13 OVERVIEW OF THE SECTION 3020-A DISCIPLINARY PROCESS 9 1:15. May a teacher or administrator challenge a school board s decision to proceed without a hearing? Yes. However, the teacher or administrator challenging any such decision must initiate proceedings in state Supreme Court. The employee cannot appeal a board s decision to prefer 3020-a charges to the commissioner of education. 74 1:16. Can a court order a school board to cease a 3020-a hearing? Yes, if the employee involved is successful in asking the court to issue a preliminary injunction. This might happen, for example, if he or she believes that the charges were brought in bad faith and/or in retaliation for the exercise of constitutional rights such as of free speech. However, the employee would have to prove he or she would suffer irreparable harm if the injunction is not granted, in addition to either a likelihood of success on the merits of his or her claim or that there are sufficiently serious questions on the merits and a balance of hardships tips in the employee s favor. 75 Irreparable harm would be hard to establish where the employee continues to receive full pay and benefits and his or her rights are not being curtailed while charges are pending. 76 In addition, where an employee seeks an injunction in federal court, such courts are reluctant to exercise jurisdiction because there is an important state interest involved in 3020-a cases related to the maintenance of the proper and orderly functioning of local schools. In addition, employees have adequate opportunity during the hearing process to raise as defenses the same claims that would be advanced in federal court. 77 1:17. Must a pre-hearing conference be held prior to the start of a 3020-a hearing? Yes. Within 10 to 15 days of agreeing to serve, the hearing officer must hold a pre-hearing conference at a location within the school district. 78 This conference is limited to one day, but a hearing officer may extend it to two days for good cause. 79 In addition, the pre-hearing conference must be held in private, unlike the 3020-a hearing itself which can be public or private at the employee s discretion. 80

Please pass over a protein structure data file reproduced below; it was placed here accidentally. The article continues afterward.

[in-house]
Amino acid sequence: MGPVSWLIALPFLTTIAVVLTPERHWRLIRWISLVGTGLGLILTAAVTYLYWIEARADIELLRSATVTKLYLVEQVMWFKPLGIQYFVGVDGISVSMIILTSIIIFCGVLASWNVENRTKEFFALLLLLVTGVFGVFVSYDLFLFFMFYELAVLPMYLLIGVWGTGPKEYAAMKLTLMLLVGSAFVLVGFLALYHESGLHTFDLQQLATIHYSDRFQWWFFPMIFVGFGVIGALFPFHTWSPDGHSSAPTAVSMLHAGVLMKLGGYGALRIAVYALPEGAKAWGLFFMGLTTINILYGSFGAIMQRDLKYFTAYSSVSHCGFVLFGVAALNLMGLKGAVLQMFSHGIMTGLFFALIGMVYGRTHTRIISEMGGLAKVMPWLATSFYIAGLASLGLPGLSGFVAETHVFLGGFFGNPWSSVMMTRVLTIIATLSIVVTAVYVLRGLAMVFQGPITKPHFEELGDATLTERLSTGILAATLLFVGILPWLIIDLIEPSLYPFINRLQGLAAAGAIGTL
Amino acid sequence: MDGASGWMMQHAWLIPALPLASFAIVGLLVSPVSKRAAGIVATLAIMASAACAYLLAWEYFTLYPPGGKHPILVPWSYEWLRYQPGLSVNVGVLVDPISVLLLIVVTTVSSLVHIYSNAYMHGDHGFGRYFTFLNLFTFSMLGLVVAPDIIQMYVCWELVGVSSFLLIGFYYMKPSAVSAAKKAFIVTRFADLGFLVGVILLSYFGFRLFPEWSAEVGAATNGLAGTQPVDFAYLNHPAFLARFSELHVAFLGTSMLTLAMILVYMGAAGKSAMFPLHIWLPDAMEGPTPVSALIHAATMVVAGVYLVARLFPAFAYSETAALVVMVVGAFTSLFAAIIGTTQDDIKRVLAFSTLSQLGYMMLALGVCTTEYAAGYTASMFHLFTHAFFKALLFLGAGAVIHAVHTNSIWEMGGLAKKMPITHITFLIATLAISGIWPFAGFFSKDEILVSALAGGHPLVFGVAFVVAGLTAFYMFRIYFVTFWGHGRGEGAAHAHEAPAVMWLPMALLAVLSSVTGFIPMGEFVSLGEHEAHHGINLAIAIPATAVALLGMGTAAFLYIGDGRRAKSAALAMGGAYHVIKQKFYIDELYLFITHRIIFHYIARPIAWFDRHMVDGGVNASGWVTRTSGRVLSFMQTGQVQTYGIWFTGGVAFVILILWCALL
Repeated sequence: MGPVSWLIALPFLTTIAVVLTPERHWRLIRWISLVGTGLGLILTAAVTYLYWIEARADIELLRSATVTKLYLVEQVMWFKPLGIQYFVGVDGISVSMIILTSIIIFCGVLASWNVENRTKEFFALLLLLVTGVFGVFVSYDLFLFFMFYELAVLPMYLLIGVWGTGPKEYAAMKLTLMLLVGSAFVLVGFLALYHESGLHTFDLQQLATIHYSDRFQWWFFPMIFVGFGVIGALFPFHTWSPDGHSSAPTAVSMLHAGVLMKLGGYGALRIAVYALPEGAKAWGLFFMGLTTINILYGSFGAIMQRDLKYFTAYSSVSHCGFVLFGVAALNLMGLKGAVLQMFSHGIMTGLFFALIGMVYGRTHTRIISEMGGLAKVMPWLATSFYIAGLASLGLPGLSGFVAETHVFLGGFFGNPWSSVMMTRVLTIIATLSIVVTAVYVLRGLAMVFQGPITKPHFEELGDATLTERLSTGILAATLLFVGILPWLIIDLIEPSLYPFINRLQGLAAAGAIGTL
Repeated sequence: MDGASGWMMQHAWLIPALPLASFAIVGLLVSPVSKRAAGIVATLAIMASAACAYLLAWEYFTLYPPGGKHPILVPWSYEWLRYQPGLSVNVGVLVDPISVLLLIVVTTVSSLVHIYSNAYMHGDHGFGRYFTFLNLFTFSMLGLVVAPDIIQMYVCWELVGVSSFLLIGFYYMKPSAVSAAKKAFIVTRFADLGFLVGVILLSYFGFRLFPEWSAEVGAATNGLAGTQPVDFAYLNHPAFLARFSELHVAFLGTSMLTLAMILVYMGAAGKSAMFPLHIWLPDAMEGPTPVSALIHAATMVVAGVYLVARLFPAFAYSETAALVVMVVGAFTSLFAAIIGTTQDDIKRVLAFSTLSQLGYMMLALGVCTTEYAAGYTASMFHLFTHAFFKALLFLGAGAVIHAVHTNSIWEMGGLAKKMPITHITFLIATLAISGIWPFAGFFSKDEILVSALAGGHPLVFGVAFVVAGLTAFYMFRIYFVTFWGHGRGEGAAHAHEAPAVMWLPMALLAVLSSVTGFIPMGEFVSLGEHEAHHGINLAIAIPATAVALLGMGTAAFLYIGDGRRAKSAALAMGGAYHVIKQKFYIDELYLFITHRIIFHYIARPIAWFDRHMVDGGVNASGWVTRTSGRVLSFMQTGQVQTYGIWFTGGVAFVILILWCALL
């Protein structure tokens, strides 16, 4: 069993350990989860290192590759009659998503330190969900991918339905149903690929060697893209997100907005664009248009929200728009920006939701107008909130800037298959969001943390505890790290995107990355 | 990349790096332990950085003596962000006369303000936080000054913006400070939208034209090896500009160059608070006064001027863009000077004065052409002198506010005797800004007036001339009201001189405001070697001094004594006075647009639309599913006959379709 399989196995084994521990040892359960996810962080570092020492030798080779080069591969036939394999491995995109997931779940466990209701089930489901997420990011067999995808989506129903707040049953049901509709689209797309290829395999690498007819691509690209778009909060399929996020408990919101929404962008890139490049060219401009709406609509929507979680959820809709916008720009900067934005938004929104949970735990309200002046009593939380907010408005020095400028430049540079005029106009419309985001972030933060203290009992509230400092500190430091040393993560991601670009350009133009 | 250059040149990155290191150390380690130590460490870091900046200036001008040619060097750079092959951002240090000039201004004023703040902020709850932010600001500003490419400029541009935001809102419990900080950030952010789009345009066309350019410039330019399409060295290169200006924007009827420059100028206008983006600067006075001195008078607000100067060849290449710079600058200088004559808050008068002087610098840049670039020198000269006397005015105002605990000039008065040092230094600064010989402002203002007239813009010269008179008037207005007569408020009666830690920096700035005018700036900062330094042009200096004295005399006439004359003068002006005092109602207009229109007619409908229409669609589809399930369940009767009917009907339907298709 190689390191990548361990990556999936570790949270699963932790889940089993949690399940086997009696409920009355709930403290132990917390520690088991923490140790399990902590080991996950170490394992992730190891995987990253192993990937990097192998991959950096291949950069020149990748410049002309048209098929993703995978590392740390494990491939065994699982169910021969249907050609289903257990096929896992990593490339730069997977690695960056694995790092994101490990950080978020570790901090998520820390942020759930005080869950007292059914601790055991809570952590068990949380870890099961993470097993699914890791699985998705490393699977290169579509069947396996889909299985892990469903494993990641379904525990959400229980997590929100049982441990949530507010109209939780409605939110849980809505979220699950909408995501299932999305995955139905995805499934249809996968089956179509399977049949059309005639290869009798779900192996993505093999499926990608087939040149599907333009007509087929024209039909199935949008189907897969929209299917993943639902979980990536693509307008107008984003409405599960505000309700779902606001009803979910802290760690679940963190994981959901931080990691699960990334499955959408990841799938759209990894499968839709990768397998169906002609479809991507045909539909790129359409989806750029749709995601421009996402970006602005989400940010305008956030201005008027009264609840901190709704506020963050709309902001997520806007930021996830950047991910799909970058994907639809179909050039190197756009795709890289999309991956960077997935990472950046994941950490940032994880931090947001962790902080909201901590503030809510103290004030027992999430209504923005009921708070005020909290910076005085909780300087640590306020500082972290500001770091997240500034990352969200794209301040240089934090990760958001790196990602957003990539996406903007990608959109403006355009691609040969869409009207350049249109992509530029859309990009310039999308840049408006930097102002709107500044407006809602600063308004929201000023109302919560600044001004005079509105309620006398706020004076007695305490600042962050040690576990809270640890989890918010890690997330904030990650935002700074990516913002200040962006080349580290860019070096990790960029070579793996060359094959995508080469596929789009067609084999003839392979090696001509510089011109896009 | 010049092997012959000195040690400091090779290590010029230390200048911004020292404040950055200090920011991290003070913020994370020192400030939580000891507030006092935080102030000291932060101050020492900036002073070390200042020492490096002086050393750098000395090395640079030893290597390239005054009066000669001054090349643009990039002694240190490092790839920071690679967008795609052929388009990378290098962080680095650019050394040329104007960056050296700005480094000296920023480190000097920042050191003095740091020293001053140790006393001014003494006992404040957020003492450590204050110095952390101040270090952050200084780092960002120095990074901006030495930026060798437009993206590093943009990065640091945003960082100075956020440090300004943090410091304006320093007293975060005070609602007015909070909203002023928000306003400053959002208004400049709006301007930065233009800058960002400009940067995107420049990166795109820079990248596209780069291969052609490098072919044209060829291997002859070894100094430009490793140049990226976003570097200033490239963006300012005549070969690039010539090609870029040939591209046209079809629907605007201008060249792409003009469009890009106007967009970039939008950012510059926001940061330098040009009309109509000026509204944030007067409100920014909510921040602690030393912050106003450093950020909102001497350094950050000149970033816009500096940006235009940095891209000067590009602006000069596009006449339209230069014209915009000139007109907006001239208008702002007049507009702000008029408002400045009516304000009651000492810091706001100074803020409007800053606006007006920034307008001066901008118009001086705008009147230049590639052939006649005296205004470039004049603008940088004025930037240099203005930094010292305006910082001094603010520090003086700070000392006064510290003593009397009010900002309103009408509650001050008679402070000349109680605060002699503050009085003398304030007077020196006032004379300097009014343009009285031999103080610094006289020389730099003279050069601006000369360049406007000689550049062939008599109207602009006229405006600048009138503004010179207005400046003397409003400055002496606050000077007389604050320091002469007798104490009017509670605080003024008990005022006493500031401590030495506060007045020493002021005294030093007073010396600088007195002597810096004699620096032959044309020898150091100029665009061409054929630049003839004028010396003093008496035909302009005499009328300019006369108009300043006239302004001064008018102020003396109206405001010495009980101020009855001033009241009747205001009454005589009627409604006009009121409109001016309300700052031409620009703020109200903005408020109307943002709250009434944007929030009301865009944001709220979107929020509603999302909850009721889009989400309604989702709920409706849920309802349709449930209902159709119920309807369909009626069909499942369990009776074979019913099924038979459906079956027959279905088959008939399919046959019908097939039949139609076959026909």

14 10 DISCIPLINING TENURED TEACHERS AND ADMINISTRATORS 1:18. What happens at a pre-hearing conference? At a pre-hearing conference the hearing officer determines the reasonable amount of time necessary for a final hearing on the charge(s) and schedules the hearing date. If more than one hearing date is needed, the dates scheduled must be consecutive. 81 At this time the hearing officer will hear and decide all requests for bills of particular or production of materials and information, issue subpoenas, and hear and decide all motions, including a motion to dismiss the charges and motions over the admissibility of evidence. 82 Upon an employee s motion, the hearing officer may dismiss any charges he or she determines are too vague. 83 All motions and requests must be submitted to the hearing officer at least five days before the pre-hearing conference. Motions and requests not made at the pre-hearing conference are deemed waived and may not be made later at the hearing, including motions to suppress certain evidence. 84 The hearing officer also may schedule an expedited hearing in cases where a district demonstrates that the teacher s or administrator s certification has been revoked, and all judicial and administrative remedies have been exhausted. Such a hearing must be held no more than seven days after the pre-hearing conference, and is limited to one day. It may be postponed only upon request of the school board or employee for good cause. 85 Pre-hearing Suspension 1:19. May a teacher or administrator be suspended while 3020-a charges are pending? Yes. Prior to the actual filing of charges, a school superintendent may suspend a teacher or administrator with pay until the meeting when the school board will consider the charges. 86 A school board may suspend with pay a teacher or administrator pending a hearing and decision on the charge(s) only after it votes to proceed with the charges. 87 However, a school board may not unilaterally impose a sign-in, sign-out procedure on an employee who is assigned other duties while 3020-a charges are pending. Any such procedure is subject to collective bargaining under New York s Taylor Law. 88